World History 1919 Part 2
About the history of the world in 1919, the first triple crown winner, prohibition in the United States, Allies meet in Versailles for a peace treaty.
TWO CENTURIES OF WORLD HISTORY: 1778-1978
* Sir Barton, a chestnut colt, became the first horse to win the Triple Crown of the Kentucky Derby, the Preakness Stakes, and the Belmont Stakes. In Windsor, Canada, the following year, Sir Barton lost the Kenilworth Gold Cup to the long strides of a ruddy three-year-old called Man o' War.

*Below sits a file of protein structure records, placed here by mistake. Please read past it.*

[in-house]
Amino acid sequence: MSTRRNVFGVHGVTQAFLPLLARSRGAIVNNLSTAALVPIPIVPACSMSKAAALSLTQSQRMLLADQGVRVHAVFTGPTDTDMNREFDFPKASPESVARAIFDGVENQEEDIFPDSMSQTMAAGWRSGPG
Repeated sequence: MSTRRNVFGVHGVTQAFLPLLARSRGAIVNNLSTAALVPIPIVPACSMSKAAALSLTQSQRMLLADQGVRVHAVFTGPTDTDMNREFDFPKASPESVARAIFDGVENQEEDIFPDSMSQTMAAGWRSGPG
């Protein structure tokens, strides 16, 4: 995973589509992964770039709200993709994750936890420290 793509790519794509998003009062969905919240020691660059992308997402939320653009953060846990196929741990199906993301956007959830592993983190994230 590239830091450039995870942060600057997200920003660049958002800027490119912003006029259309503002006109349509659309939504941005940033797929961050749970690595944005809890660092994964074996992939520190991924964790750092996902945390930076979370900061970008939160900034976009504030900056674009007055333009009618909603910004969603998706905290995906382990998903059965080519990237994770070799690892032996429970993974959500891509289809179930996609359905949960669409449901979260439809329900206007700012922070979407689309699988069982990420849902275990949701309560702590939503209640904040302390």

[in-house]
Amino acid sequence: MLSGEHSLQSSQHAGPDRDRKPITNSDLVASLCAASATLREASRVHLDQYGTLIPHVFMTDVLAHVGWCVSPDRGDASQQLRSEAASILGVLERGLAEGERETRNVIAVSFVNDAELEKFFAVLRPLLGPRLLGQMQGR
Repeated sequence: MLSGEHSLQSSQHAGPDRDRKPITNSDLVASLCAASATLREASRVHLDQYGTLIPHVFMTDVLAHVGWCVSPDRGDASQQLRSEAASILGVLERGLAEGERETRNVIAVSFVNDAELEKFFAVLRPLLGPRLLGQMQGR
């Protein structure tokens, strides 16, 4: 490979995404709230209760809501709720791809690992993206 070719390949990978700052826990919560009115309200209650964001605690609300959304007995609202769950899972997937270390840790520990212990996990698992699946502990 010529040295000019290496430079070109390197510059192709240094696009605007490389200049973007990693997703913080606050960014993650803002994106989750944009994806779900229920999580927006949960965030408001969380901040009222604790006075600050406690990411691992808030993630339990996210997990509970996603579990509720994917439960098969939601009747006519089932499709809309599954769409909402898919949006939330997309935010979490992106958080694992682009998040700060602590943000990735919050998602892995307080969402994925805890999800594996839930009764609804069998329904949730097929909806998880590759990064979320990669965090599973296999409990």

Jan. 18 Representatives of all 32 Allied powers convened in Versailles, France, to hammer out a workable peace treaty. Riding herd at the talks were the Big Four: Prime Minister David Lloyd George of Great Britain, French Premier Georges Clemenceau, Prime Minister Vittorio Orlando of Italy, and U.S. Pres. Woodrow Wilson. Wilson tried mightily to persuade his European allies to forget the past and concentrate on building a future free of war, but it proved too much to expect from people fresh from the brink of extinction. Instead, the victors cobbled up a compromise package which bore the seeds of the next world war. Under the main treaty, Germany returned Alsace-Lorraine to France, gave up territory to a reborn Poland with access to the sea, ceded the Sudetenland to newly formed Czechoslovakia, and lost a few parcels to Belgium and Denmark. France also acquired 15-year mineral rights to the coal-rich Saar Basin. And, because responsibility for the tragic war was placed squarely at the door of Germany, the victors levied reparations later set at $32 billion (less than $5 billion was ever paid). The German army was whittled to 100,000 men and the navy was stripped to a dozen warships. German submarines, aircraft, poison gas, tanks, heavy artillery-all were banned by the pact. The Rhineland became a demilitarized zone. Ironically, Germany fared better at the conference than did the other Central Powers, because boundaries were redrawn along linguistic and cultural lines. Thus, homogeneous Germany survived largely intact, whereas the many tongues of Austria-Hungary wiped the empire from the map. In its place rose Hungary, Austria, and Czechoslovakia. And the regions occupied by Poles, Romanians, and Italians were annexed to those countries speaking their languages, while Serbs, Croats, and Slovenes joined Serbia to become Yugoslavia. Bulgaria lost territory to Greece, and the once great Ottoman Empire was stripped down to Turkey alone. So the globe spun peacefully at last. To keep it that way, Wilson pinned his hopes on the League of Nations, a world organization to settle international disputes before they could erupt into war. The League was agreed to at the conference, and Wilson left Europe to sell the package to the American people.
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